by the Rev. Charles Allen, S.J.
Jesus had all kinds of problems with families. In the first place, he had a problem with his own family. As the only child of a widowed mother he had the sole responsibility for her well-being as she entered into her later years. The tragedy of his own untimely death was only heightened by his concern for his beloved mother's unsettled situation.
If you think that yours is the only family where brothers and sisters love to fight with each other, then remember the questions put to Jesus: "How often should I forgive my brother", and Jesus' response: "Seventy times seven." Family feuds were not invented in the twentieth century. They were very much a part of the problems which Jesus faced.
Jesus had many problems with families which were too tightly knit together. Over and over again, he called individuals to follow him, only to have them excuse themselves for fear of offending a mother or father. His frightening words, "unless you hate mother and father, you cannot be my disciple", describe the frustrations he felt as he tried to draw followers away from overly strong family ties and devote themselves to the work of God.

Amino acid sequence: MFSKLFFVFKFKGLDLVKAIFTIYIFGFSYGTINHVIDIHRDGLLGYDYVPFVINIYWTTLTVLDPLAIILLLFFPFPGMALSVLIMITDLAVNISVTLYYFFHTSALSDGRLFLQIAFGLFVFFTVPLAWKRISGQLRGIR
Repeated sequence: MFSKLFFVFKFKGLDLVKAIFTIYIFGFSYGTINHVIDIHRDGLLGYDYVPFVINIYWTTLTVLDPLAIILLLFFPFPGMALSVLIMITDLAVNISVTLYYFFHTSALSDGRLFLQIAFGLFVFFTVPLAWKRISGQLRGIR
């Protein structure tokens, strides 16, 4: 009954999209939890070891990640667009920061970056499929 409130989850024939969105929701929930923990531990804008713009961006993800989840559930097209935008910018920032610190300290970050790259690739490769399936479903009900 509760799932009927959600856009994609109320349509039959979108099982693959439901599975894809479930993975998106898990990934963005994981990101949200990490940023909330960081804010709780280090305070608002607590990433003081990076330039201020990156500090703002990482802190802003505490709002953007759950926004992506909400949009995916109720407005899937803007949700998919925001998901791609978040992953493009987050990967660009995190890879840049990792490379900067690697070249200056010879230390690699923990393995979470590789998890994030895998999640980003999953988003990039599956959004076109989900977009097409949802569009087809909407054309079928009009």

Jesus had problems with families that were not close together. Mosaic law allowed for a relatively easy divorce procedure which was often invoked by the men and women of his day. Jesus, who taught the sanctity and permanent nature of marriage, was not about to let such practices go unchallenged. He condemned divorce and called people to live together in permanent union which truly "God had joined together."
Finally, at the wedding feast of Cana, Jesus involved himself in the day-to-day financial problems of a young couple. Just getting their marriage underway, they had obviously underestimated the costs of this new relationship and only Jesus, with the encouragement of his mother, was able to save them the embarrassment of being miserly hosts.
Too often, we of the twentieth century, think that we have invented all of the world's great problems. We would like to think that family life was perfect up until about the end of the Second World War and then something went wrong. If we read the gospels carefully, we realize that Christ had to confront many of the problems which we face today.
By using Christ as an example and by taking consolation in the knowledge that he understands the difficulties which we are facing in our family life, we can face our problems with both faith and courage and resolve them appropriately.